One of our favorite things to do on Saturdays (besides eating a big, homemade breakfast and letting the kids stay in their pjs–see this post) is to go downtown to the Farmers’ Market. I love being able to get fresh produce for the week and the kids love being able to pick what they want for lunch, after looking at all the food vendors.
After shopping, we grab our lunch and sit down to eat, listening to the music by local musicians. Being a musician myself, it’s fun to point out the various instruments to the kids.
Matthew said he wants to take harmonica lessons, that is, after he learns to play cello and air “cutar.” (Guitar apparently is a hard word to say–either that or he really misunderstood how I pronounce it.)
Unfortunately, my kids are picky eaters, but as they grow, and are introduced to more varieties of foods, they are getting better. This is one dinner they really like. Matthew said, “Double thumbs up, Mom,” which I think is kid-code for a really good meal, and Grace said, “Save the recipe. I am glad you made it this time without squash.” Haha, the mouth of kids!
Cherry heirloom tomatoes and fresh corn work best in this recipe, but you can use frozen corn and roma or beefsteak tomatoes if you’re in a pinch. The Ricotta and Parmesan cheese add a nice balance to the egg and vegetable mixture, as it doesn’t feel too heavy or too egg-y. Continue reading
I love basil; it smells unbelievably like summer. Every year, I grow too much basil; and every year, I try to pack in as much pesto and basil-y type lunches and dinners as I can. So far, this summer in the Pacific Northwest has been quite nice–mostly in the high 70s to mid 80s. I get grumpy when it’s too hot, (and for me, upper 80s and beyond is too hot), so for me, I live in the perfect climate. The tomatoes in my garden have yet to grow, but at least my basil is prolific.
One of the best things about pesto is not only is it super easy to make, but it freezes really well. I have placed the pesto in ice-cube trays to freeze, but I found this small, 1-inch silicone tray works really well. Plus, it has the perfect proportions and it’s easy to pop out once it’s frozen. (Regular plastic ice-cube trays do work, but silicone ones are super easy getting out food once it’s frozen.)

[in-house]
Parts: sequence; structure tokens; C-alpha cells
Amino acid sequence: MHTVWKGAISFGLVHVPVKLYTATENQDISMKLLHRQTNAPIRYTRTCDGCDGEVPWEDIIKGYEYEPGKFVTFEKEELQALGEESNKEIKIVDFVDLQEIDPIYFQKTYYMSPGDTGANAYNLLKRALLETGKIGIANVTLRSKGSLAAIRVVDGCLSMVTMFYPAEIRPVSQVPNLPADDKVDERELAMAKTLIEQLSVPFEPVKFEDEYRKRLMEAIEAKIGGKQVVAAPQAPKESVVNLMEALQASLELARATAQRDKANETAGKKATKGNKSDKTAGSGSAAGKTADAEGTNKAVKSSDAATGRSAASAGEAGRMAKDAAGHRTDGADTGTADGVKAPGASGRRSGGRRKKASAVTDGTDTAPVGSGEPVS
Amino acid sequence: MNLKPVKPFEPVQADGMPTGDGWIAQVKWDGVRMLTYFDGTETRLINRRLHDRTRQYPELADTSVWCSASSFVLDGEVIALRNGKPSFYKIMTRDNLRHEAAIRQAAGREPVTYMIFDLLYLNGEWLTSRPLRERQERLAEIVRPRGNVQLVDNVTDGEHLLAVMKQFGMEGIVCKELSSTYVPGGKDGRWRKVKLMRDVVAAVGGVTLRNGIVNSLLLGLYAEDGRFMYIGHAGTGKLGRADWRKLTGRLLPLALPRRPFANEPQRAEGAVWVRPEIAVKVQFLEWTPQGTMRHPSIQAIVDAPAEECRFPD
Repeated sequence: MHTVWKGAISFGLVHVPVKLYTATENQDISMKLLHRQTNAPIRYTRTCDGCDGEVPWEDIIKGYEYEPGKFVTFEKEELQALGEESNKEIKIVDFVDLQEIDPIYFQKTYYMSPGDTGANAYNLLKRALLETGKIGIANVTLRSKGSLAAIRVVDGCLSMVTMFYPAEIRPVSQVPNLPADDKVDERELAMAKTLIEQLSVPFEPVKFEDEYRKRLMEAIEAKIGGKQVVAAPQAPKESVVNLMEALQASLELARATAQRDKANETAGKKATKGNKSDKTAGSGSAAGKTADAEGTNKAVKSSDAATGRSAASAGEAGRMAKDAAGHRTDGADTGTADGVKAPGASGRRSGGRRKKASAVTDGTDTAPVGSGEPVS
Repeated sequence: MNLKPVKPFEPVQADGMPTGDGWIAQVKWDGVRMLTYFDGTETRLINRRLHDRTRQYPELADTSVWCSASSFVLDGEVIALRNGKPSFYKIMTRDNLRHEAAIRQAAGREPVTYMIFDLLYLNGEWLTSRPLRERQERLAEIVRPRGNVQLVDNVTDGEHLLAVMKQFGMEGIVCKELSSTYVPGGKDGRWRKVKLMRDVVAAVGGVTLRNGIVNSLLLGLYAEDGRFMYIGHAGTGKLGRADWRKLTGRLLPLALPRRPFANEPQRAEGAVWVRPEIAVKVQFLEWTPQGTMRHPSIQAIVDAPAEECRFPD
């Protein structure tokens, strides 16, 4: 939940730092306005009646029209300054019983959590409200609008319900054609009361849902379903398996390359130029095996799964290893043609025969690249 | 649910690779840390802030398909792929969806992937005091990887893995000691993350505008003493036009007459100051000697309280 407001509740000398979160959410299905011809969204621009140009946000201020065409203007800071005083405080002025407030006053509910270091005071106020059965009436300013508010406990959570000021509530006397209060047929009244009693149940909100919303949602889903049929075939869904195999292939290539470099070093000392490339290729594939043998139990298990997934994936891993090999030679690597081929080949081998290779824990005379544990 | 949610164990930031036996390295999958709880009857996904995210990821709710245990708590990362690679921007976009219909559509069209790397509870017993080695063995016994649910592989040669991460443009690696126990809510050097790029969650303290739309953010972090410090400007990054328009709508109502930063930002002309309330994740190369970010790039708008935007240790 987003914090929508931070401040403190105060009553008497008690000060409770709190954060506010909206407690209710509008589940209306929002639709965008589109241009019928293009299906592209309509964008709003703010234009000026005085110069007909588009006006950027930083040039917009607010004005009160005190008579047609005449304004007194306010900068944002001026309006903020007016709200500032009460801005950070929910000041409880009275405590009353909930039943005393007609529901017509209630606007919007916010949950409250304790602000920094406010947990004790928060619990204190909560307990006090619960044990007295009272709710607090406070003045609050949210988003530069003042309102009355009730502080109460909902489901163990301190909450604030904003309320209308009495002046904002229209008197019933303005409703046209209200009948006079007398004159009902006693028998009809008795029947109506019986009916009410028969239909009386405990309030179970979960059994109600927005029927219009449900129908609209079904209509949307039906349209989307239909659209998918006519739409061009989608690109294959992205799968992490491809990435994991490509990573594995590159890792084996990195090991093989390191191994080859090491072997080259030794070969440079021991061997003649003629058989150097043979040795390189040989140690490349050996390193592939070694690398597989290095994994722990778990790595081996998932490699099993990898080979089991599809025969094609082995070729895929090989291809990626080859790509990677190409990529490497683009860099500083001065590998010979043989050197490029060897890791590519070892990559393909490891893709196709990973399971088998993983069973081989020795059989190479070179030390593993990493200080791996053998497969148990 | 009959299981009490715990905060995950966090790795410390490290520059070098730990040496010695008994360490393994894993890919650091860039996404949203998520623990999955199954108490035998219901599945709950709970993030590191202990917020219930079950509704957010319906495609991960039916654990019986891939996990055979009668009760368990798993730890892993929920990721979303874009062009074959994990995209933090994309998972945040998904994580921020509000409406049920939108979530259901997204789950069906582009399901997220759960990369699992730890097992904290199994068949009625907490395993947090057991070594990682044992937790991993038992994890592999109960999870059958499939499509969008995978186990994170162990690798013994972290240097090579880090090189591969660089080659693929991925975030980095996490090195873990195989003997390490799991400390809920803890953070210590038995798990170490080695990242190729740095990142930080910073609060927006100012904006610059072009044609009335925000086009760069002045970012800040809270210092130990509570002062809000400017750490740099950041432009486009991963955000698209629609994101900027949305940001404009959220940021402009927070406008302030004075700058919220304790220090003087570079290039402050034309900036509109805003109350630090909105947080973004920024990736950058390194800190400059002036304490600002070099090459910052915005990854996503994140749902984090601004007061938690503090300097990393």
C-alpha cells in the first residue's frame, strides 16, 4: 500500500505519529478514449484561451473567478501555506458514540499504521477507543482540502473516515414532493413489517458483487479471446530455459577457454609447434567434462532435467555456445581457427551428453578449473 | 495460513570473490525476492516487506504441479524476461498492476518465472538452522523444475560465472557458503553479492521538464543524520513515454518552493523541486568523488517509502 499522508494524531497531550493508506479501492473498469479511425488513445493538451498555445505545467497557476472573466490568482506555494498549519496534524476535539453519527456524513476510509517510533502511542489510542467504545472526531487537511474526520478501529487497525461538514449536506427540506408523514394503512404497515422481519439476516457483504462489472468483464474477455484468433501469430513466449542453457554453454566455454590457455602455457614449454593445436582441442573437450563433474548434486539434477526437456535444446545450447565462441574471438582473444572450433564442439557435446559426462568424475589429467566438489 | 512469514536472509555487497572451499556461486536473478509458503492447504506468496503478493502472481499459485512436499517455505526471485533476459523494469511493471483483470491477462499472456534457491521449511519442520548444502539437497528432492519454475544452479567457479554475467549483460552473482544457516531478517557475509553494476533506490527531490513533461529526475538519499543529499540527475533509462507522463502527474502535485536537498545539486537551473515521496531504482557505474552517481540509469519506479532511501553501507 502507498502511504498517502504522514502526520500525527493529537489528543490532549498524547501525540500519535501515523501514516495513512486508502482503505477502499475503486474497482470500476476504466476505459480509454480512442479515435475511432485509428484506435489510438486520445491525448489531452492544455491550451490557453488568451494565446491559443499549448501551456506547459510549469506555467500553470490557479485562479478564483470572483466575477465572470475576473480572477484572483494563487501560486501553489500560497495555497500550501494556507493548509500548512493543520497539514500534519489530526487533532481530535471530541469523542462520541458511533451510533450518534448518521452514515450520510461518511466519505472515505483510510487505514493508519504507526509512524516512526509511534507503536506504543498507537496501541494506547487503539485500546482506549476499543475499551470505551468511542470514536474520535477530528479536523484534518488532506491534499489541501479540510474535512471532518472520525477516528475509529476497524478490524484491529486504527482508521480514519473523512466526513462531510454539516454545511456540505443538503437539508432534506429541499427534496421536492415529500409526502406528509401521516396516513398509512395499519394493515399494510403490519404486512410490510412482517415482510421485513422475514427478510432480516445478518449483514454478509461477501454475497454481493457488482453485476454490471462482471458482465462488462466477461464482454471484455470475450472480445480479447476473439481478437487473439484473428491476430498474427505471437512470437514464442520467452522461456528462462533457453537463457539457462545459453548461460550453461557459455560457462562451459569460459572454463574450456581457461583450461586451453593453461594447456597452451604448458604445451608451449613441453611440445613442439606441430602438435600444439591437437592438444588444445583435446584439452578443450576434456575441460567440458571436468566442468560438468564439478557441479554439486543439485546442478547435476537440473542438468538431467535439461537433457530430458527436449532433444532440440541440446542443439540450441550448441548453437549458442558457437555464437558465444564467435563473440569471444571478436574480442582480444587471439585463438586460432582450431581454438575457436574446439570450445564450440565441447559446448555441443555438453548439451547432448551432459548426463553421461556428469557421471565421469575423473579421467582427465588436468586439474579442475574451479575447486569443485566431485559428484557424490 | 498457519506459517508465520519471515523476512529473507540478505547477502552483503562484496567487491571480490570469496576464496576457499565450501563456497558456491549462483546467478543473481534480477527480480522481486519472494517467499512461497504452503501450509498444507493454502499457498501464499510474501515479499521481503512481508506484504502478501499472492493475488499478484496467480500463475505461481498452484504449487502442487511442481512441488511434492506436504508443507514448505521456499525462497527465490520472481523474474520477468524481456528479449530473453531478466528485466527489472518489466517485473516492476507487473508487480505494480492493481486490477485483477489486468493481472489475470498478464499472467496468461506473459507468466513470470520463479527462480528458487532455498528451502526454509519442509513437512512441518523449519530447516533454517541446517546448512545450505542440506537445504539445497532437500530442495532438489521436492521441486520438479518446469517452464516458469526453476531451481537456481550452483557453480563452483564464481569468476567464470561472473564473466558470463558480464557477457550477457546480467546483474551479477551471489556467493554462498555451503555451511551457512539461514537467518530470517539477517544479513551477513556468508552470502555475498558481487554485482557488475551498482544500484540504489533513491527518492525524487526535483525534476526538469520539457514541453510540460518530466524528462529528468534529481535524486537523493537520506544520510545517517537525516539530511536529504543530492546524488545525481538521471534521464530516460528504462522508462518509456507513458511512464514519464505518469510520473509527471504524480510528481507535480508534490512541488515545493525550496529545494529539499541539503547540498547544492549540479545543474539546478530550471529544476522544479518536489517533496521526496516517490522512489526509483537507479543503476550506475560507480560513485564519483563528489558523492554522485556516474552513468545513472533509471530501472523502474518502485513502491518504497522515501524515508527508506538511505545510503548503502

I know that spring is not officially until next week, but with these past four days filled with cold temperatures, wind, and incessant rain, it is not a sign of spring to come–it’s a sign that winter is still here. We even had snow Tuesday morning, which is really uncommon in the Pacific Northwest in March. I have been standing next to various heaters in our house and using electric blankets to stay warm. For whatever reason, I just can’t keep the house warm enough. So my last resort was to make some comforting, warm-to-the-bones soup. My 20-month-old son even ate it; that is, only when I could get him away from his trucks.
My summer garden is winding down. I have picked almost all that’s left. A few tomatoes and some leaves of basil are all that remain. I do not have a green thumb at all. In fact, many of my houseplants are barely surviving. It’s only when my husband says, “The leaves on that plant are wilting,” that I remember to water them. So regarding my summer garden, I can’t take any of the credit. It belongs to my husband, and I am thankful he likes to be in the garden and “get his hands dirty,” as he says.
There’s just something about having a summer garden, more than saving money at the grocery story, or being sustainable. You pick and enjoy the fruits of your labor, (or your spouse’s labor, in my case) and for some reason, the fruits in a garden taste that much better than the grocery store. (Farmers markets come in a close second.) Continue reading